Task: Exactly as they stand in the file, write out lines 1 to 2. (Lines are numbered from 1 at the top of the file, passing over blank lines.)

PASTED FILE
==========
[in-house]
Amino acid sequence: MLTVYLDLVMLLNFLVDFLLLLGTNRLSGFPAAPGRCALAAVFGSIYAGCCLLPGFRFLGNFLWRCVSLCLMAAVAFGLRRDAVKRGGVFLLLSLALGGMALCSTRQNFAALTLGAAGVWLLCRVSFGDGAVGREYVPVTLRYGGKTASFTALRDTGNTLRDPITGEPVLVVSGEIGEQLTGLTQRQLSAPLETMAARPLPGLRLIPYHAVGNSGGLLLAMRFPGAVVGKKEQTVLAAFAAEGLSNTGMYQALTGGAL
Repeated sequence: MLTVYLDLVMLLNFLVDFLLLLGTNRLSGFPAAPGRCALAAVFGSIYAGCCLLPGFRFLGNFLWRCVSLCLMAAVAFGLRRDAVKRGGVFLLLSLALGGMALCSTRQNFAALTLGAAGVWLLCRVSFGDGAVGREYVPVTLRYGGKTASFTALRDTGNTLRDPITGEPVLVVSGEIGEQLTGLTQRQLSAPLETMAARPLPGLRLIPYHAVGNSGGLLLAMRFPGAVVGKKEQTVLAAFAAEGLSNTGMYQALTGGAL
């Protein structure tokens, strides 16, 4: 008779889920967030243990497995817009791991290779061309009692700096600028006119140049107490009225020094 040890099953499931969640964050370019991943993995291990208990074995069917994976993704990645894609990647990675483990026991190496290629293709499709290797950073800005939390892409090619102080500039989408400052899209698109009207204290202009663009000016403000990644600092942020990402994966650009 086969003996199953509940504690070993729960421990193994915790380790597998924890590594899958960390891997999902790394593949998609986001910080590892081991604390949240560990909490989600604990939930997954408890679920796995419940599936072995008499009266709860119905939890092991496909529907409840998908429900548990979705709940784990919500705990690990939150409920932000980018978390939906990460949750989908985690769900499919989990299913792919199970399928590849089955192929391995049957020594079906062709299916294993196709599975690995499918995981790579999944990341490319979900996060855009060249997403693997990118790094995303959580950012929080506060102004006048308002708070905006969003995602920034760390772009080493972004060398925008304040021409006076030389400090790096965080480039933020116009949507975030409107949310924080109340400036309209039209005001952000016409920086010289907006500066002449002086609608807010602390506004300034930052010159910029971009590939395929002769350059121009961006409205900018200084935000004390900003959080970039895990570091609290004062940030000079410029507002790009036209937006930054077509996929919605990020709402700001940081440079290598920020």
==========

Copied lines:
[in-house]
Amino acid sequence: MLTVYLDLVMLLNFLVDFLLLLGTNRLSGFPAAPGRCALAAVFGSIYAGCCLLPGFRFLGNFLWRCVSLCLMAAVAFGLRRDAVKRGGVFLLLSLALGGMALCSTRQNFAALTLGAAGVWLLCRVSFGDGAVGREYVPVTLRYGGKTASFTALRDTGNTLRDPITGEPVLVVSGEIGEQLTGLTQRQLSAPLETMAARPLPGLRLIPYHAVGNSGGLLLAMRFPGAVVGKKEQTVLAAFAAEGLSNTGMYQALTGGAL